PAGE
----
The researchers of the Bar-Ilan University of Israel have introduced a new kind of ultrafast artificial intelligence algorithms. The new type of algorithms is an outcome of combined use of advanced experiments on neuronal cultures and simulations based on brain dynamics. It is believed to outperform the learning rate of the current known learning algorithms.
The researchers aim to bridge the gap between neurobiology and machine learning through the use of new learning algorithms.
Currently, most people believe that neurobiology and machine learning are two completely different and independent disciplines. However, Ido Kanter, professor and lead researcher of the Department of Physics and Gonda (Goldschmied) Multidisciplinary Brain Research Center of Bar- Ilan University, is of the opinion that the lack of reciprocal influence between the two disciplines is puzzling.
Kanter compares the bits of a modern computer to the neurons in the human brain. In an ‘Issue of Scientific Reports,’ Kanter explained that the number of neurons in a human brain is lesser than the number of bits in a personal computer. Moreover, the computational speed of the brain is slower than even the very first invented computer, and the learning rules of a brain is way more complicated and remote than the learning principles of current artificial intelligence algorithms.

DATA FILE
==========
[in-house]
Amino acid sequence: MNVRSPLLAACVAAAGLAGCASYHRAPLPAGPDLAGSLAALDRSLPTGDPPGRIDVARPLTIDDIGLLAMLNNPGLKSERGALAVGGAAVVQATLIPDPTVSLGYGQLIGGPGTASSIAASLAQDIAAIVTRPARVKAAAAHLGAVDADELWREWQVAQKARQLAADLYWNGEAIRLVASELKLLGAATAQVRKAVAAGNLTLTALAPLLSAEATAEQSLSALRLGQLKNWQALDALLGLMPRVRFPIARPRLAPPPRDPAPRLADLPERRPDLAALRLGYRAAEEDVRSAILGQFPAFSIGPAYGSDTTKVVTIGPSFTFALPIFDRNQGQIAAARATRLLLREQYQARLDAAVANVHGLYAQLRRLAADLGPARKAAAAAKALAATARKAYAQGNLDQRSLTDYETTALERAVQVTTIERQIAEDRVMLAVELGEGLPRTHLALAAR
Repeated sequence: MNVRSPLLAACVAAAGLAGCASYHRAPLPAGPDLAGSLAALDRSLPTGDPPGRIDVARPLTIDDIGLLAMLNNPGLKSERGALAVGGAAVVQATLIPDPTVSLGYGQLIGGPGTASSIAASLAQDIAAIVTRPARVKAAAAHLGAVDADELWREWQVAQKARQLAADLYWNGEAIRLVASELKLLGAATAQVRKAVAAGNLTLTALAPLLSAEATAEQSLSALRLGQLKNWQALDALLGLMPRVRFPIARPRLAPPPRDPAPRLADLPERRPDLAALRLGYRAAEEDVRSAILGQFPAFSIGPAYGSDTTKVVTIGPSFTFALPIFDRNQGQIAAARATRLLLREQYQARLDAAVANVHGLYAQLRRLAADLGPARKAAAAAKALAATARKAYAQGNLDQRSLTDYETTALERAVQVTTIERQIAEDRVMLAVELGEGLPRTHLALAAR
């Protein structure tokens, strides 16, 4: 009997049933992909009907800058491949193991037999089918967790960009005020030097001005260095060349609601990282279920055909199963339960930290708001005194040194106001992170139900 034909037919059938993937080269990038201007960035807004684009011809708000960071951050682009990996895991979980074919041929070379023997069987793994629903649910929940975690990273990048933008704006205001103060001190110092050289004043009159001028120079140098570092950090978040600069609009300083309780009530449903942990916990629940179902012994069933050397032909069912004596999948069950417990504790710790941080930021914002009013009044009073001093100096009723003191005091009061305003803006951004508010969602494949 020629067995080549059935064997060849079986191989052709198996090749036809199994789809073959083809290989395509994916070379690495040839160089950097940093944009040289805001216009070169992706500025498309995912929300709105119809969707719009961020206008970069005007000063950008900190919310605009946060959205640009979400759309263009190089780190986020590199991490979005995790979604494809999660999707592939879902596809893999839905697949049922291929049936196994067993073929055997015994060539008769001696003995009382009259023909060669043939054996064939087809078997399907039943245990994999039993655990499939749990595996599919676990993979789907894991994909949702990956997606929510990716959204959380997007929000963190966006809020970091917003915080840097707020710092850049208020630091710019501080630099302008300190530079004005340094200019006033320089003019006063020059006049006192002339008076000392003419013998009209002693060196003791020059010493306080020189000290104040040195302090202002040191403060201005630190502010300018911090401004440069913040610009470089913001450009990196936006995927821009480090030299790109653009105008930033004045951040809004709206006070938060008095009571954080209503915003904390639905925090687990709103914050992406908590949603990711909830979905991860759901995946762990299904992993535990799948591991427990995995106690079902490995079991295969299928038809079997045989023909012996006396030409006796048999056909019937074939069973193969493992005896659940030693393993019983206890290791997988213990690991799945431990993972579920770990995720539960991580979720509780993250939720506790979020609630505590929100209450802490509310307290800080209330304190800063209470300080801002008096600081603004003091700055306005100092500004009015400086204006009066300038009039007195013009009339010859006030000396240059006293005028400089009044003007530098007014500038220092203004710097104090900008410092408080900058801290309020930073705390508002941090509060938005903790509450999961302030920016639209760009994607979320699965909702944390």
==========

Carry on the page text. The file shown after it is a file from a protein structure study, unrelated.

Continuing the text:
The current artificial intelligence algorithms can predict an output only for a well-synchronized input, whereas the human brain does not require a well-synchronized input. This is a disadvantage of brain dynamics.
But the researchers have decided to look upon this disadvantage as an advantage. Their studies show that ultrafast learning rates are the same for a large as well as a small network. They have also found that learning can take place using asynchronous inputs also, through self-adaptation.
The findings of Kanter and his team clearly reflects that a future with zero difference between neurobiology and machine learning is not too far.